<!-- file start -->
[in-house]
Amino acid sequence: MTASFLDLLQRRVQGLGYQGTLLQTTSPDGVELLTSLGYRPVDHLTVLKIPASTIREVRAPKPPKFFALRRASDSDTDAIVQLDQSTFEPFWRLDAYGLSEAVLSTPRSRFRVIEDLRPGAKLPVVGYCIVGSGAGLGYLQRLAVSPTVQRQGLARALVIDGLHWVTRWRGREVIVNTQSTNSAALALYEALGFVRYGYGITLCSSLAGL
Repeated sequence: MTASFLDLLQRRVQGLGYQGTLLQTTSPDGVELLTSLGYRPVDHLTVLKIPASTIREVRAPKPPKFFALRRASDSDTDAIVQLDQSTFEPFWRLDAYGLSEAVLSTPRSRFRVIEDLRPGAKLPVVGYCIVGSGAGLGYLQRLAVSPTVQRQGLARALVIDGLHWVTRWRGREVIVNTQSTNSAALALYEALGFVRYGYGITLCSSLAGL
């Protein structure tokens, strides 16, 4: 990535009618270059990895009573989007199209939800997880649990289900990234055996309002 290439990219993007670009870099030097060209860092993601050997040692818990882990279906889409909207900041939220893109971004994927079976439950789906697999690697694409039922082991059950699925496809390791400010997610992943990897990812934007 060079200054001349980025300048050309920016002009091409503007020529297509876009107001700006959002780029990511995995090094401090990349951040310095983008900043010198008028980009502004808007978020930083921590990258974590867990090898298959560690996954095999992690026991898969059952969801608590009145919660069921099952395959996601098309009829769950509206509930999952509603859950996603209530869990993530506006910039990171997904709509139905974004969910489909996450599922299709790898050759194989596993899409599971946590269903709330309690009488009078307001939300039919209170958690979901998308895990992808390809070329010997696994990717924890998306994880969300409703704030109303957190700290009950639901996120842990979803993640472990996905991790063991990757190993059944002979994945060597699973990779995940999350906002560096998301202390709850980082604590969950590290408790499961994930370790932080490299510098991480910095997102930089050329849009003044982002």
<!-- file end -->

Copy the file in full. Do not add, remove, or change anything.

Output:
[in-house]
Amino acid sequence: MTASFLDLLQRRVQGLGYQGTLLQTTSPDGVELLTSLGYRPVDHLTVLKIPASTIREVRAPKPPKFFALRRASDSDTDAIVQLDQSTFEPFWRLDAYGLSEAVLSTPRSRFRVIEDLRPGAKLPVVGYCIVGSGAGLGYLQRLAVSPTVQRQGLARALVIDGLHWVTRWRGREVIVNTQSTNSAALALYEALGFVRYGYGITLCSSLAGL
Repeated sequence: MTASFLDLLQRRVQGLGYQGTLLQTTSPDGVELLTSLGYRPVDHLTVLKIPASTIREVRAPKPPKFFALRRASDSDTDAIVQLDQSTFEPFWRLDAYGLSEAVLSTPRSRFRVIEDLRPGAKLPVVGYCIVGSGAGLGYLQRLAVSPTVQRQGLARALVIDGLHWVTRWRGREVIVNTQSTNSAALALYEALGFVRYGYGITLCSSLAGL
């Protein structure tokens, strides 16, 4: 990535009618270059990895009573989007199209939800997880649990289900990234055996309002 290439990219993007670009870099030097060209860092993601050997040692818990882990279906889409909207900041939220893109971004994927079976439950789906697999690697694409039922082991059950699925496809390791400010997610992943990897990812934007 060079200054001349980025300048050309920016002009091409503007020529297509876009107001700006959002780029990511995995090094401090990349951040310095983008900043010198008028980009502004808007978020930083921590990258974590867990090898298959560690996954095999992690026991898969059952969801608590009145919660069921099952395959996601098309009829769950509206509930999952509603859950996603209530869990993530506006910039990171997904709509139905974004969910489909996450599922299709790898050759194989596993899409599971946590269903709330309690009488009078307001939300039919209170958690979901998308895990992808390809070329010997696994990717924890998306994880969300409703704030109303957190700290009950639901996120842990979803993640472990996905991790063991990757190993059944002979994945060597699973990779995940999350906002560096998301202390709850980082604590969950590290408790499961994930370790932080490299510098991480910095997102930089050329849009003044982002």